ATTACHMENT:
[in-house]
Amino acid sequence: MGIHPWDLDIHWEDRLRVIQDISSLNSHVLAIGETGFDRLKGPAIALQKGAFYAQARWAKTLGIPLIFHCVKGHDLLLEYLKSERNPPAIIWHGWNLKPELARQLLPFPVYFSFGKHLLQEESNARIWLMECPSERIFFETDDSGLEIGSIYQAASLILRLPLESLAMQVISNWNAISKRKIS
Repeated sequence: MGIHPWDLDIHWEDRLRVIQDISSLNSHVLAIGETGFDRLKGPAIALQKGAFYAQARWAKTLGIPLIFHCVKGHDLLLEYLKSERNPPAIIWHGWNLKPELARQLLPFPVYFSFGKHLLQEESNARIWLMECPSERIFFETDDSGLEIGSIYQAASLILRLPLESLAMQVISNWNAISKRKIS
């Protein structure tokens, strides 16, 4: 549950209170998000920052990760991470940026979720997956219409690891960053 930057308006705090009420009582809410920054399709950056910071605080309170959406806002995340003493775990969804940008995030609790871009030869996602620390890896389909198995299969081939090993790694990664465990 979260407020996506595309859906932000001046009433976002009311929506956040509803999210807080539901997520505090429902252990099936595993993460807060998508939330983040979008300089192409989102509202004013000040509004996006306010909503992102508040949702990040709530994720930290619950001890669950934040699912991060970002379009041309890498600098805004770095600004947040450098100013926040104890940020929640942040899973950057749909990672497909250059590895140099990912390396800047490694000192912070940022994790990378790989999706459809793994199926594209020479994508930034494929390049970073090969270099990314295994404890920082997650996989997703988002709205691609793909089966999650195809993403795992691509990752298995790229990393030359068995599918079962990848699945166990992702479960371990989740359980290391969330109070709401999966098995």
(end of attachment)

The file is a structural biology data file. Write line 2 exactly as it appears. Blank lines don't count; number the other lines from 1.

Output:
Amino acid sequence: MGIHPWDLDIHWEDRLRVIQDISSLNSHVLAIGETGFDRLKGPAIALQKGAFYAQARWAKTLGIPLIFHCVKGHDLLLEYLKSERNPPAIIWHGWNLKPELARQLLPFPVYFSFGKHLLQEESNARIWLMECPSERIFFETDDSGLEIGSIYQAASLILRLPLESLAMQVISNWNAISKRKIS